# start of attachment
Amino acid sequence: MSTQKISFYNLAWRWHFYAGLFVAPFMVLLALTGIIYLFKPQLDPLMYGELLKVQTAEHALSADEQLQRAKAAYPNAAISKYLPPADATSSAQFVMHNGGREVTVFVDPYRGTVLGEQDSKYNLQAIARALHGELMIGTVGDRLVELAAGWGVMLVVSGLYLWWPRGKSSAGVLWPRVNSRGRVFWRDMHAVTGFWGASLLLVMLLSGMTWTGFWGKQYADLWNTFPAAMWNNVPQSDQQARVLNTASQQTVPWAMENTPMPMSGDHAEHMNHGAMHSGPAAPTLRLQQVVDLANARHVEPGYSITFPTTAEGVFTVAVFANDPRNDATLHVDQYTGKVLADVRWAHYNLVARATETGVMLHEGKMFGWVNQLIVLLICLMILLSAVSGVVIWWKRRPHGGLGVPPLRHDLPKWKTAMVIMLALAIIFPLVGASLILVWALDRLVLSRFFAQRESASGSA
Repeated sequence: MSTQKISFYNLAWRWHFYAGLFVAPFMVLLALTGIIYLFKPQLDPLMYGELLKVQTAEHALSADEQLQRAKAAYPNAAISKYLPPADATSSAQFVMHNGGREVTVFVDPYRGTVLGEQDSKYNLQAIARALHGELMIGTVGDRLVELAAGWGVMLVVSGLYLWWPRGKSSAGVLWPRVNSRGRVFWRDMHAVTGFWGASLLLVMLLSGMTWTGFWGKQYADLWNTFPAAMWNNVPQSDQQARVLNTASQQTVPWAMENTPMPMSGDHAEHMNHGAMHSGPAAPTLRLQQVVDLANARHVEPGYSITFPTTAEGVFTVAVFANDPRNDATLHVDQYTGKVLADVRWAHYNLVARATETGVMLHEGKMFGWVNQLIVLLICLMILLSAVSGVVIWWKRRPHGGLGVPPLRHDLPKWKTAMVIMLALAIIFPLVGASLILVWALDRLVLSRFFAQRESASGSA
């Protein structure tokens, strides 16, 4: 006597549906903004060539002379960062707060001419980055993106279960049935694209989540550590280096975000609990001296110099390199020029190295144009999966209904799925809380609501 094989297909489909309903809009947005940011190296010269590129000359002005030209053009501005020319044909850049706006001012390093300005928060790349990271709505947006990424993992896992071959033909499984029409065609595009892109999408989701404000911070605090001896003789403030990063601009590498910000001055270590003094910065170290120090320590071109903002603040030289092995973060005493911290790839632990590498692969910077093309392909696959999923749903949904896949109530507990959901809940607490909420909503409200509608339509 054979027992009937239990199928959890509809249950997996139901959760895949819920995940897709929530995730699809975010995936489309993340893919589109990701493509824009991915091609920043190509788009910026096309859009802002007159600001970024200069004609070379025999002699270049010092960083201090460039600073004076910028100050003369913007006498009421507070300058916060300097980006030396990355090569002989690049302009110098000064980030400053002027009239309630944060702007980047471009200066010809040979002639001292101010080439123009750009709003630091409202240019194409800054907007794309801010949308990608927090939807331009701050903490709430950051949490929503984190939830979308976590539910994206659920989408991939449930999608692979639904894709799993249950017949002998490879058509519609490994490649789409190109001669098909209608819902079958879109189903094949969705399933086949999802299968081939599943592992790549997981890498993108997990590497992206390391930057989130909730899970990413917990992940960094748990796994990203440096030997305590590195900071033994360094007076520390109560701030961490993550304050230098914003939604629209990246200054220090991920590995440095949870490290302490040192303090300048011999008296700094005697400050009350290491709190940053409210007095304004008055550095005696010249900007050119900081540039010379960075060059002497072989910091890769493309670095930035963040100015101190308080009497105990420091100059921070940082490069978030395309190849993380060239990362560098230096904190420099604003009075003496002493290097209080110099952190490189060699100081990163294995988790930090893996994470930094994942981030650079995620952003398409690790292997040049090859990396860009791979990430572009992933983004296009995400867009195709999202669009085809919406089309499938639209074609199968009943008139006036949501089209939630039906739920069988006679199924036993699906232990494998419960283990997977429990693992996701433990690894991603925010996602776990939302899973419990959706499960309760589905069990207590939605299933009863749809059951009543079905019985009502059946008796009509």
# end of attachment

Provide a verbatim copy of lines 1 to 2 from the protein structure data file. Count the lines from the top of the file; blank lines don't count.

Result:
Amino acid sequence: MSTQKISFYNLAWRWHFYAGLFVAPFMVLLALTGIIYLFKPQLDPLMYGELLKVQTAEHALSADEQLQRAKAAYPNAAISKYLPPADATSSAQFVMHNGGREVTVFVDPYRGTVLGEQDSKYNLQAIARALHGELMIGTVGDRLVELAAGWGVMLVVSGLYLWWPRGKSSAGVLWPRVNSRGRVFWRDMHAVTGFWGASLLLVMLLSGMTWTGFWGKQYADLWNTFPAAMWNNVPQSDQQARVLNTASQQTVPWAMENTPMPMSGDHAEHMNHGAMHSGPAAPTLRLQQVVDLANARHVEPGYSITFPTTAEGVFTVAVFANDPRNDATLHVDQYTGKVLADVRWAHYNLVARATETGVMLHEGKMFGWVNQLIVLLICLMILLSAVSGVVIWWKRRPHGGLGVPPLRHDLPKWKTAMVIMLALAIIFPLVGASLILVWALDRLVLSRFFAQRESASGSA
Repeated sequence: MSTQKISFYNLAWRWHFYAGLFVAPFMVLLALTGIIYLFKPQLDPLMYGELLKVQTAEHALSADEQLQRAKAAYPNAAISKYLPPADATSSAQFVMHNGGREVTVFVDPYRGTVLGEQDSKYNLQAIARALHGELMIGTVGDRLVELAAGWGVMLVVSGLYLWWPRGKSSAGVLWPRVNSRGRVFWRDMHAVTGFWGASLLLVMLLSGMTWTGFWGKQYADLWNTFPAAMWNNVPQSDQQARVLNTASQQTVPWAMENTPMPMSGDHAEHMNHGAMHSGPAAPTLRLQQVVDLANARHVEPGYSITFPTTAEGVFTVAVFANDPRNDATLHVDQYTGKVLADVRWAHYNLVARATETGVMLHEGKMFGWVNQLIVLLICLMILLSAVSGVVIWWKRRPHGGLGVPPLRHDLPKWKTAMVIMLALAIIFPLVGASLILVWALDRLVLSRFFAQRESASGSA